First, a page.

We recently refreshed the books on our Nook e-readers, adding three recent popular titles:
God in Ruins, Kate Atkinson
Girl on the Train, Paula Hawkins
H is for Hawk, Helen MacDonald
There are over thirty other titles on the Nooks, ranging from Pride and Prejudice to The Hunger Games to Fifty Shades of Grey. Check one out today!
If you have low vision or any other physical handicap that keeps you from reading books the traditional way, there’s a FREE audio-book player just waiting for an invitation to come to your home. Through a federally mandated program run by the state, the Talking Book and Braille Library in Albany will send eligible participants a digital machine player. You can then order books free of charge from the state library. You can even set up the program so that they send you audio books without individual requests. Just mark off your preferences on your application (e.g., Sue Grafton; biography; history; comedy) and your cartridges will arrive via USPS. When you finish each book, return it the same way – and remember, there are no postage costs. But what if you want to ask for a specific book? No problem – you can do that too. Nice, right?
Have a smart phone or a tablet? You can download the BARD app and download books directly to your machine. Or, you can download books from the BARD website onto a special blank cartridge and use it in your digital player. There are so many options. And we can help you get started.
Come to the library and ask for a demo and we’ll show you how the machine works – you’ll be impressed! We’ll help you complete your application (there are separate applications for the machine and the app), set up your user profile and get it out the door.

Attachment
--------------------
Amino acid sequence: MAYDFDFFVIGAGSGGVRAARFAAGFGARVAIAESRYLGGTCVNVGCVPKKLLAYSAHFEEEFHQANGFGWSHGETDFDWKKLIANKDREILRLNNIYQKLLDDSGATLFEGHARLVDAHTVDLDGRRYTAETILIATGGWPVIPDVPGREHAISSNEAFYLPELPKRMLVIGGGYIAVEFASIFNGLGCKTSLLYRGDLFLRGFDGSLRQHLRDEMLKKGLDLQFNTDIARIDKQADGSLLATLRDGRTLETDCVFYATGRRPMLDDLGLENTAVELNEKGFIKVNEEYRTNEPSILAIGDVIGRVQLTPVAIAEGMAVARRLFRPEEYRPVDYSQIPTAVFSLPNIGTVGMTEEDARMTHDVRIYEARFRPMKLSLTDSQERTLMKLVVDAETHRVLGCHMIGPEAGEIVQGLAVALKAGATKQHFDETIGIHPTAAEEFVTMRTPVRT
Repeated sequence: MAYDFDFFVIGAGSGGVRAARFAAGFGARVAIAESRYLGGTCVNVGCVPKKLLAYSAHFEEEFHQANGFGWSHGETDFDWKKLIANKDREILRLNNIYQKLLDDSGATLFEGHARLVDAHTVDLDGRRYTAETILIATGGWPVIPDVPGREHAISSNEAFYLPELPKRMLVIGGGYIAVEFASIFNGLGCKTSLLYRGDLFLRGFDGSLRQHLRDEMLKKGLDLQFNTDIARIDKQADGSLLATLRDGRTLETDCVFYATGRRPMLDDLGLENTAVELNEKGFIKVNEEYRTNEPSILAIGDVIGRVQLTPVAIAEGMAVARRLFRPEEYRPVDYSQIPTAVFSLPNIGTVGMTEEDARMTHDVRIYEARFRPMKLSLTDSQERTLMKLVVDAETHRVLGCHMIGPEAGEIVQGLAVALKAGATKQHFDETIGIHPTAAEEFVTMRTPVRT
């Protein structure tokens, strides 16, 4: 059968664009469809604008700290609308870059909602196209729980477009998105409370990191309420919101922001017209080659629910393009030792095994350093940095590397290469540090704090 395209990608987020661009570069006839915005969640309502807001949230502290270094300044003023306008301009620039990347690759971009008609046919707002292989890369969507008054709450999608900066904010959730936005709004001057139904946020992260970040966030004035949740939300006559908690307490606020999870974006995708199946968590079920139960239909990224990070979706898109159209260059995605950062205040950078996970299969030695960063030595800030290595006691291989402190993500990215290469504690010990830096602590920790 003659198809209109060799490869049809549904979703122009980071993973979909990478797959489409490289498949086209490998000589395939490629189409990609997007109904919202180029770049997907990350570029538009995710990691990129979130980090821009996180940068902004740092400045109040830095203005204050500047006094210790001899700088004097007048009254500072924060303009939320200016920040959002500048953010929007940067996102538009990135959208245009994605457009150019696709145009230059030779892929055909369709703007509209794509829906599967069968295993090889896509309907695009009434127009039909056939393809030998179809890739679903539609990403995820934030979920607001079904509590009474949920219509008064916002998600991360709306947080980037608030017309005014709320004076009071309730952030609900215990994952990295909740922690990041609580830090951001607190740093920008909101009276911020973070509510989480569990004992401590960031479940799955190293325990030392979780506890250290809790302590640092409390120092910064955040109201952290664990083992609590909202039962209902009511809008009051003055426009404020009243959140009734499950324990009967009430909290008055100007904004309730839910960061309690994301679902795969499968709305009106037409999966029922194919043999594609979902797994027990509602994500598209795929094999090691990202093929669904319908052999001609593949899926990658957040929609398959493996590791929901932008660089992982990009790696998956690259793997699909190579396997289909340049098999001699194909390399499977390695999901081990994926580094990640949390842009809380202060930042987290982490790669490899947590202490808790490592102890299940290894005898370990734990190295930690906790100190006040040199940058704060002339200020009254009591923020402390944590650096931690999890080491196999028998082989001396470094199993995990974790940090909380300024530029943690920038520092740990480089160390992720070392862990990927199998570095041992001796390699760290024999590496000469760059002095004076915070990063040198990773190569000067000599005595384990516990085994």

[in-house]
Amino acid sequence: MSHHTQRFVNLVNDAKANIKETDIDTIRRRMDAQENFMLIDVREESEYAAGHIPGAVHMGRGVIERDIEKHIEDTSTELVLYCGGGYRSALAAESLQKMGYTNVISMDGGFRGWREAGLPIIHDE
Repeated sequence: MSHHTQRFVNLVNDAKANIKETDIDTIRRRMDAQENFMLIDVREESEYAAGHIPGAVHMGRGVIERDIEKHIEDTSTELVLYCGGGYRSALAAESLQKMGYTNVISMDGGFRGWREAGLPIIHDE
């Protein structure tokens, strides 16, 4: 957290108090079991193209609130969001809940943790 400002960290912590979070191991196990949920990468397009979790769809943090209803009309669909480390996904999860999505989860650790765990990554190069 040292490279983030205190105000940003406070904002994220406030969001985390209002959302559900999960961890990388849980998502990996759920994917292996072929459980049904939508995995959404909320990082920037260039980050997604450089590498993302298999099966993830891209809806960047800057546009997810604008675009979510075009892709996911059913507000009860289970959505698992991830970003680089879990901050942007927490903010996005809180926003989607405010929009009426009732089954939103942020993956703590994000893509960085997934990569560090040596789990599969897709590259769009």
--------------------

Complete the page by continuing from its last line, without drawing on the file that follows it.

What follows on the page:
If you have low vision or have some other obstacle that’s preventing you from enjoying reading and learning, this little machine can change your life. You’re fine? Good! But think – do you know anyone who could benefit from this service? Elderly neighbor, a niece or nephew? Mom or Dad? Someone in your life may need you to tell them about this.
We are celebrating the life of environmentalist and writer Rachel Carson by planting flowers. Stop by the library between the hours of 1:00 pm & 5:00 pm to get your garden started. Look for the new plaque next to the painting by local artist/illustrator/author, Thomas Locker. The eagle painting is found in the book, “Rachel Carson: Preserving a sense of wonder” by Thomas Locker. Check out other titles of Thomas Lockers and books about Rachel Carson’s life
A new monthly book group has started at the library. The group meets on the first Sunday of the month, and is limited to ten people. The next meeting will be held Sunday, at 2:00 pm, at the Chatham Middle School Library, adjacent to the Chatham Public Library.
The selection for this meeting is “Two old women: An Alaska legend of betrayal, courage and survival” by Velma Wallis. Based on an Athabascan Indian legend passed along for many generations from mothers of the upper Yukon River Valley in Alaska, this is the suspenseful, shocking, ultimately inspirational tale of two old women abandoned by their tribe during a brutal winter famine.